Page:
Yesterday morning, with the steam of a fresh cup of coffee dancing around my nose, I stared from my window and took in mother nature’s musings in progress. Gray. Cold. Drizzling. Ominous fortunes in the sky. I took a sip of caffeine and gave my assessment.
This weekend was my first ever Peak Triathlon, a race I have been unfortunately overlooking the past few years. After the tough time I had at the Grizzly, I was eager to get out on to the road again. So despite the concerning weather forecast, I packed up my gear and made the drive down to Missoula. Lets get this adventure in water started.
I only have a small amount of time today, so I have to keep this report efficient and short. Okay, see my last post. I am trying to relax about these things (again). So, my morning was same as always, just with a little more sugar. Black coffee with 2 added shots, egg bagel sandwich with Sriracha, and a slice of that new Starbucks coffee cake. In my opinion, skip that coffee cake: It’s like Steven Baldwin; you think he will suffice, but at the end, you are still craving a stiff shot of Beetlejuice.
The two hour drive to Missoula was something akin to driving through the set of The Perfect Storm, but amazingly when I arrived at the Peak, it was overcast, calm wind, and about mid 50’s.
The Peak peeps were on the ball: packet pick up went and body marking was efficient, and I was in and out with my papers and sharpie tattoos in less than five minutes. After changing, I ran for ten minutes, doing plenty of strides, run ups, and stretches. I racked my bike 30 minutes prior to my wave start and headed into the pool.
SWIM: 500y, 7:56 (8:04 by human timer), 3/13 AG, 32/218 OA
Things were slightly delayed, so I ended up waiting to start longer than I had anticipated. Much to my pleasure, there was a hot tub in the pool area, so I went all Olympic diver style and just hung out in there shooting the breeze.
Unlike other pool swims I’ve done, I actually had some time to get a quick 100 in before starting. It was great for getting the butterflies out. In the few moments before the start, I just told myself to relax, swim smooth and calm, and have some freaking FUN.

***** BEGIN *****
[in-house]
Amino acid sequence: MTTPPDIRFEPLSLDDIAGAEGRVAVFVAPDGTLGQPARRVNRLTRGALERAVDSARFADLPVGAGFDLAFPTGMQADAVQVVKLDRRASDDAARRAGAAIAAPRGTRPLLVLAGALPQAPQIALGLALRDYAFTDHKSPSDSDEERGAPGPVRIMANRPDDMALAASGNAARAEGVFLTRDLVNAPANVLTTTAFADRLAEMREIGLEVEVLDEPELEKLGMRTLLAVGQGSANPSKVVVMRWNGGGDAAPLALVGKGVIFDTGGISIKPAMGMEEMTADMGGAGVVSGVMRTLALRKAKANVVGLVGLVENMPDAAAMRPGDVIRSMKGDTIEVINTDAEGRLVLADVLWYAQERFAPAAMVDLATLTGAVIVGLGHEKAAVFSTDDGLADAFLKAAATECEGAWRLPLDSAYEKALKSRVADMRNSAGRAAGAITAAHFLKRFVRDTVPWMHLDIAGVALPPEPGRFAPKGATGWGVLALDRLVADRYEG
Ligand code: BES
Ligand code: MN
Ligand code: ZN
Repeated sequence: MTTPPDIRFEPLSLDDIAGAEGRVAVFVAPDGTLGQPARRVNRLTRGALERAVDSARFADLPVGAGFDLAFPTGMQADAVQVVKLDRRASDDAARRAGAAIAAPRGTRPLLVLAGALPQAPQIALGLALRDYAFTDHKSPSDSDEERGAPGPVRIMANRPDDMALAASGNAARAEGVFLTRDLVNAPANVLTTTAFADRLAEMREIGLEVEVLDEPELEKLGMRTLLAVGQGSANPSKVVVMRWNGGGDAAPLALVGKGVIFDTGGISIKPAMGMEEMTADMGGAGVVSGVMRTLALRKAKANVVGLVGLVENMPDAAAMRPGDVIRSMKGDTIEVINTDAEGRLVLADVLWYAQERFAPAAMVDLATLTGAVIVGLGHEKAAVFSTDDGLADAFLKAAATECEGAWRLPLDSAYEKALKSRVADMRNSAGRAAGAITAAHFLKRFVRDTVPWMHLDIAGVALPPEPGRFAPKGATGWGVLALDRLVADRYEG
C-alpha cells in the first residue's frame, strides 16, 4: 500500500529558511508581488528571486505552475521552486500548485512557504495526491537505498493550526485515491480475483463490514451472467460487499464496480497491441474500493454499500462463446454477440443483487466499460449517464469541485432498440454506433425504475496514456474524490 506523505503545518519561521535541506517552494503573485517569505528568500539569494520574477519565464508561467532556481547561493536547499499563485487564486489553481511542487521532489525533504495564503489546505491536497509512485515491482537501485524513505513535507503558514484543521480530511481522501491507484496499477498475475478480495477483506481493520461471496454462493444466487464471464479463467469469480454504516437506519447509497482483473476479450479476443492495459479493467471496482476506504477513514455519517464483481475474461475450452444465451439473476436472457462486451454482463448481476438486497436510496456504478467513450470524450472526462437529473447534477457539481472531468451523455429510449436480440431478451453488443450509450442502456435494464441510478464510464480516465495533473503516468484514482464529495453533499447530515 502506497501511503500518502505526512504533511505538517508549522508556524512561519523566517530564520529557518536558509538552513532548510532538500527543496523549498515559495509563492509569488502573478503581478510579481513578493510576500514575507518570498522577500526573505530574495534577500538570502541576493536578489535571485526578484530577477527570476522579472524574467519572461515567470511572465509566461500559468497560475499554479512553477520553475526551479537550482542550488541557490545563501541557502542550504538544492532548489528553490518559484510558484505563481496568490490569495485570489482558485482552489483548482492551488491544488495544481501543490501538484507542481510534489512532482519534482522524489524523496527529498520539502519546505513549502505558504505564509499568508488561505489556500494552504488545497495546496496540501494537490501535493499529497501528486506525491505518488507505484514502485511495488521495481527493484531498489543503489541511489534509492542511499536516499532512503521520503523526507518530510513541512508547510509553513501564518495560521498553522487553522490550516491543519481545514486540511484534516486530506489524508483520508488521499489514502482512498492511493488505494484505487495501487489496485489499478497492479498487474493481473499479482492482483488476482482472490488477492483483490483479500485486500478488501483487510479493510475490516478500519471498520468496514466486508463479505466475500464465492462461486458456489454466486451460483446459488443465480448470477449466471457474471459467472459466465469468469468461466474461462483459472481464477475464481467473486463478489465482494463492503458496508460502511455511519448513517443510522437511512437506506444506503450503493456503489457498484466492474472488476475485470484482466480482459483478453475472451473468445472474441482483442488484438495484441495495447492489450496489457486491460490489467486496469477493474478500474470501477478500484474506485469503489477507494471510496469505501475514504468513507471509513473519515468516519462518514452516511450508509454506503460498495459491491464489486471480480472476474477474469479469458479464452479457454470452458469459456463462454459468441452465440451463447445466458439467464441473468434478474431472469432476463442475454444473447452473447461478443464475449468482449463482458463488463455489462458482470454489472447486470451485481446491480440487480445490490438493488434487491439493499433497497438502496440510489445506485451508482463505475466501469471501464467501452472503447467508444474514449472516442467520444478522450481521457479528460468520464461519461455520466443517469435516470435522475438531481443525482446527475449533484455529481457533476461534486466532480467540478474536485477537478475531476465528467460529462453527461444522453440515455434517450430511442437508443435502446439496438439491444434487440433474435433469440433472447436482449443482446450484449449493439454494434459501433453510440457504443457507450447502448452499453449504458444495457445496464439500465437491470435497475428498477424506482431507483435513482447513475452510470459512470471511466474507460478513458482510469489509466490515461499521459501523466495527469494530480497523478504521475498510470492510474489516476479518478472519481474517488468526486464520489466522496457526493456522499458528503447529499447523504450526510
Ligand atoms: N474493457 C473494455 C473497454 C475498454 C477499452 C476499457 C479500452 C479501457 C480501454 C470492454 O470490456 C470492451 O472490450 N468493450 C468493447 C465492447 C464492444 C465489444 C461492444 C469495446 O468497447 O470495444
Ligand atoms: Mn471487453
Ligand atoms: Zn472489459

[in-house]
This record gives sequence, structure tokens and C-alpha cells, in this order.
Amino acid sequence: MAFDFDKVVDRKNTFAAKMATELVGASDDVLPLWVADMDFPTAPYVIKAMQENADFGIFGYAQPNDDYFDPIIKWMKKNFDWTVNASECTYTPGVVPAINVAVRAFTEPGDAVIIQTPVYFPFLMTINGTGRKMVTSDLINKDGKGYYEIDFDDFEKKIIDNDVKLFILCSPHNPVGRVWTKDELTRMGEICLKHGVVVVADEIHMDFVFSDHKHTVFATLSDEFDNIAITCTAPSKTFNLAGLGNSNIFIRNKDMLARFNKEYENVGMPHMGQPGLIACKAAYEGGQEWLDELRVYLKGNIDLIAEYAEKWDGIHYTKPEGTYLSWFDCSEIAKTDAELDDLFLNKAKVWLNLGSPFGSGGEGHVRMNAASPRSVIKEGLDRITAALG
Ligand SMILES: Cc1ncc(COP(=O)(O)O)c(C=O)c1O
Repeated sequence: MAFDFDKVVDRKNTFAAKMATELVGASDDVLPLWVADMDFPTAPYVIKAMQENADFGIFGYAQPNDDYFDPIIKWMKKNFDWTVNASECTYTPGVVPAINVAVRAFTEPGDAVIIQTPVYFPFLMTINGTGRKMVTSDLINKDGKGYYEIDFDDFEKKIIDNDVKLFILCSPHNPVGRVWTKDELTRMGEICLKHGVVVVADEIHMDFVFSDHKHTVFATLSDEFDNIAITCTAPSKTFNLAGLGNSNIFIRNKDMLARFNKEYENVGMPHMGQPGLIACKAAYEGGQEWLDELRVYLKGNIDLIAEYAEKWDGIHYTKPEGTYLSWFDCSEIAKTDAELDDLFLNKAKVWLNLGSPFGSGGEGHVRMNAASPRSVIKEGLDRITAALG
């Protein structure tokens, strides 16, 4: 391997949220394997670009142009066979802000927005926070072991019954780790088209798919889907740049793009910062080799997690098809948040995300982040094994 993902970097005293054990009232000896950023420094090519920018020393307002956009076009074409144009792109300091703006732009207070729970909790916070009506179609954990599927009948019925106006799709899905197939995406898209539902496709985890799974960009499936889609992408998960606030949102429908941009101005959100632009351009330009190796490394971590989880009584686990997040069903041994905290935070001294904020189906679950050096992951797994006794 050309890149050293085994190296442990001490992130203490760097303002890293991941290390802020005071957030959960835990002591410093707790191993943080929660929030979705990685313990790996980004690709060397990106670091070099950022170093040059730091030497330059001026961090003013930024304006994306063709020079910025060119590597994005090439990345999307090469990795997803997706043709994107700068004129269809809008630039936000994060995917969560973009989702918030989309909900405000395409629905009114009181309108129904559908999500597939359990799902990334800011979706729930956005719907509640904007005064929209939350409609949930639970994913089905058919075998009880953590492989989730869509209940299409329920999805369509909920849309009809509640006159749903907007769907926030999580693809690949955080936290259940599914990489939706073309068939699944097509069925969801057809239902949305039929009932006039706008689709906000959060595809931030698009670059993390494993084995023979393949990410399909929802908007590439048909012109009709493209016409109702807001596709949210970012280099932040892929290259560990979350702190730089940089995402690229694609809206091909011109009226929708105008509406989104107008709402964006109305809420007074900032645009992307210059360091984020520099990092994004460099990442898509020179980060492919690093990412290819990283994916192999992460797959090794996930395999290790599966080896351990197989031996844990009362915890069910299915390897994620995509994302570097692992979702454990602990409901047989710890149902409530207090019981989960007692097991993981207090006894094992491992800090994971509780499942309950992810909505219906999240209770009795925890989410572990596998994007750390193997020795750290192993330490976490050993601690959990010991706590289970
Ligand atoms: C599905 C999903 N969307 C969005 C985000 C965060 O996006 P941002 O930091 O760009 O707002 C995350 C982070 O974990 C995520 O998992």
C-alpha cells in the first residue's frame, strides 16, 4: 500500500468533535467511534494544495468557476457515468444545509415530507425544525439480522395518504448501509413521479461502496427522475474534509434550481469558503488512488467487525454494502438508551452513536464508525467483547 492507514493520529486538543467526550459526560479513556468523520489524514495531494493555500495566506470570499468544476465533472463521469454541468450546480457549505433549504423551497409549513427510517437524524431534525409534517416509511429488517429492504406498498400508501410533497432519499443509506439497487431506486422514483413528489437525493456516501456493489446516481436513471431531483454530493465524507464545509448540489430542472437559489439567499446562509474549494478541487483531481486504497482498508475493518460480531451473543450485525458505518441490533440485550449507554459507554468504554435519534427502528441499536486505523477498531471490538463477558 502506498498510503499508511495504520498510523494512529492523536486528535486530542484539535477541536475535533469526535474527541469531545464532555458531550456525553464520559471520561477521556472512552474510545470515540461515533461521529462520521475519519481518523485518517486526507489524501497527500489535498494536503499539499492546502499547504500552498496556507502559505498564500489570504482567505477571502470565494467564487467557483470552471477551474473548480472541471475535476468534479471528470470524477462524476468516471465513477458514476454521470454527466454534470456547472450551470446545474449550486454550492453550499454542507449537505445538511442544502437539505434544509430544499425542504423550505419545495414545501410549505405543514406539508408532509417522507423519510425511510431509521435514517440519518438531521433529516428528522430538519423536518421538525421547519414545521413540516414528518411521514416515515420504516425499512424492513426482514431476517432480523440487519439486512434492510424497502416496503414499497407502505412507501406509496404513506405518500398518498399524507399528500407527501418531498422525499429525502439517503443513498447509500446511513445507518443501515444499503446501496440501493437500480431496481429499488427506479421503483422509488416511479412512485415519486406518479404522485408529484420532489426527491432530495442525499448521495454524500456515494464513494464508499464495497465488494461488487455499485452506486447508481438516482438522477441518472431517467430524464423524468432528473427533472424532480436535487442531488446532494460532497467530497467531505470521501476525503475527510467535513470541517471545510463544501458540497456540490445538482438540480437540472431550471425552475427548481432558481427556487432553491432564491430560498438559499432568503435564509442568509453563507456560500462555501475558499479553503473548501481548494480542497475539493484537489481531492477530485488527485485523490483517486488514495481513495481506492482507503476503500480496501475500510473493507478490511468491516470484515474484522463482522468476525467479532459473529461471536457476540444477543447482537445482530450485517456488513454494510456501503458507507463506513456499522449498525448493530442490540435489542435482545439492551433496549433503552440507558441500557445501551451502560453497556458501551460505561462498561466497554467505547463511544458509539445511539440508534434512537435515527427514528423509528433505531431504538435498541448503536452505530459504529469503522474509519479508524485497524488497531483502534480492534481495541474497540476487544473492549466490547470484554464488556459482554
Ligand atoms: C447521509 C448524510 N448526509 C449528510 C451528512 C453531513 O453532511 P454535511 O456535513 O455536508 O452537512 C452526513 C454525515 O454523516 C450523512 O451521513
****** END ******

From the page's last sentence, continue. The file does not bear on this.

And off we go, and all I am thinking is slow and steady. As I made the first 100, my pacing was right on. I counted my strokes in order to concentrate on my form and not on everyone watching. A great part about this triathlon is that there is no circle swimming. As a flip turner, it was a real pleasure not to have to worry about pulling a Lusitania on the woman swimming next to me. As I rounded 300, I was still right on pace at 4:39.
At this point, things started to slip form wise as I was feeling more tired than expected. My goal was to finish at around 8:00, so the clock time of 7:56 was a little better than I hoped. The 8:04 time in the results takes into account me exiting the pool and darting out the side door like Bieber…minus the fainting.
Much better transition time, maybe because I was smiling. Everything on without a problem. I got a little held up in my cleats again. I really need to learn the “flying mount” from cyclocross. I may have to go look like an idiot in a grassy field soon…
BIKE: 12.38, 35:05, 2/13 AG, 12/218 OA
Off I go and immediately I notice that I feel stiff. I usually ride an easy spin the day before a race, but I didn’t get a chance to this time. So my last ride was a hard one two days prior.
Going on, there was a little headwind, but nothing that caused flashbacks to the Grizzly Tri. More concerning this time were the wet roads from a fresh rain. Unfortunately, this is where spending most of my training on a trainer hurt me. I had to rein things in slightly on the corners and downhills, especially as I had never ridden or previewed the course before.
The profile showed two climbs on the way out. These turned out to be more like short annoying hills than real climbs, and I was easily able to make up some time on them. As I came into the turn around, I was happy to have less race time and more skin than I expected at that point.
On the way back, my legs started to finally open up and I let it rip more. I still was skiddish (no pun intended) in the corners, but it felt faster than going out. During the final few miles into transition, the roads started to dry a bit and it was smooth going home.
Here is the data:
T2: FAST THANKS TO VOLUNTEERS!
Getting into transition was a little tight thanks to unforeseeable traffic problems. I have to say that the volunteers at this race were some of the best I have seen. They were both excited and helpful; it was a nice touch, especially during a time when I am trying to concentrate on bringing enjoyment back into racing. I can’t say enough good things about them. They even caught my bike, held it for me, and put away my dirty stuff and bike after I transitioned. I wonder if I can hire them for the week!